Donald Trump was plenty terrible in public. The ex-president was a grifter and a troll, a race-baiter who shrugged off his responsibilities during the worst national emergency in a generation and incited a riot on his way out the door — and he did all these things out in the open.
In the years and decades to come, though, we're likely to find out his presidency was even worse than we thought.
Proof of that comes from a new New York Times report, which details how Trump's Justice Department subpoenaed Apple for the communications data of at least two Democratic congressmen — Reps. Adam Schiff and Eric Swalwell, both of California — as well as aides and family members of people connected with the House Intelligence Committee. Attorneys General Jeff Sessions and William Barr both oversaw the efforts, part of an investigation into leaks of classified information.
"In combination with former President Trump's unmistakable vendetta against Congressman Schiff, it raises serious questions about whether the manner in which this investigation was conducted was influenced by political considerations rather than purely legal ones," said one official who worked on the investigations.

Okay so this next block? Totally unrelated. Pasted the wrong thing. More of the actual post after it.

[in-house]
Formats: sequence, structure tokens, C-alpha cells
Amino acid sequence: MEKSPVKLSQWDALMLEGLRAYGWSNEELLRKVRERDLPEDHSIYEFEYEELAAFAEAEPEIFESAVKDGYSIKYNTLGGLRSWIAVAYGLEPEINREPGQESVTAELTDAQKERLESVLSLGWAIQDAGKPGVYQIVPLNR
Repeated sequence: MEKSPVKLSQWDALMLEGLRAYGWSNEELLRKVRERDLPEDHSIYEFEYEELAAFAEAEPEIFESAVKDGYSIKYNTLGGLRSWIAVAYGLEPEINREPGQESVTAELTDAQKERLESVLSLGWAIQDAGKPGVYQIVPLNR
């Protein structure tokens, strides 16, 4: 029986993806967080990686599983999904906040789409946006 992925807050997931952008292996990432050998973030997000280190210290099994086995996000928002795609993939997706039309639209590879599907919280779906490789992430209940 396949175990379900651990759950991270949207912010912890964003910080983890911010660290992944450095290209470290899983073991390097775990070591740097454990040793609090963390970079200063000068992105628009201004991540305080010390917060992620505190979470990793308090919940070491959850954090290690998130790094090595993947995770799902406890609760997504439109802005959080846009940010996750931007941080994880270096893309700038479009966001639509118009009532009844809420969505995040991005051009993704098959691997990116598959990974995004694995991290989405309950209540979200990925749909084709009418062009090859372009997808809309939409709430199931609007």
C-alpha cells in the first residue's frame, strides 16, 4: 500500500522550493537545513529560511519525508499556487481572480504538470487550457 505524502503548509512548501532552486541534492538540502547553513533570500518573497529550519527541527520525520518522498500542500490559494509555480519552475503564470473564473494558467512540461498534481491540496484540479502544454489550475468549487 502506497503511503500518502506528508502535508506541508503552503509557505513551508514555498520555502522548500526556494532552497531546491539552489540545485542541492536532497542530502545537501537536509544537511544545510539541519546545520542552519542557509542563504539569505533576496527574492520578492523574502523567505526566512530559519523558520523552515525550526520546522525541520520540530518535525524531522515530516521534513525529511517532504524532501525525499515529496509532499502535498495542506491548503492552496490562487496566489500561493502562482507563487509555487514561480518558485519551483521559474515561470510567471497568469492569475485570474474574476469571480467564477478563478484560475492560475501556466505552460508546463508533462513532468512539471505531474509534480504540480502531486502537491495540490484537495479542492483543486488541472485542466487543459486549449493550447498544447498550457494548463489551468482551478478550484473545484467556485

We're going to hear more stories like these. After President Richard Nixon resigned in 1974 as a result of the Watergate scandal, startling new stories emerged for years afterward — in 1999, for example, hundreds of hours of tapes detailing Nixon's routine-but-virulent anti-Semitism were made public. In 2002, more tapes detailed how he had proposed using nuclear weapons during the Vietnam War. Trump almost certainly has similar skeletons rattling around in his presidential closet. (Heck, some of the same characters are prominent in both men's stories.)
There is one difference. Watergate ended Richard Nixon's time as a political force. Trump, meanwhile, is still a player — and heads a political party that has chosen to bend itself to his will. Which means forthcoming revelations about the terrible things that the ex-president and his allies got up to won't just be astonishing tales from recent history: They'll be a warning sign of what Americans can expect if the Republican Party continues on its present course.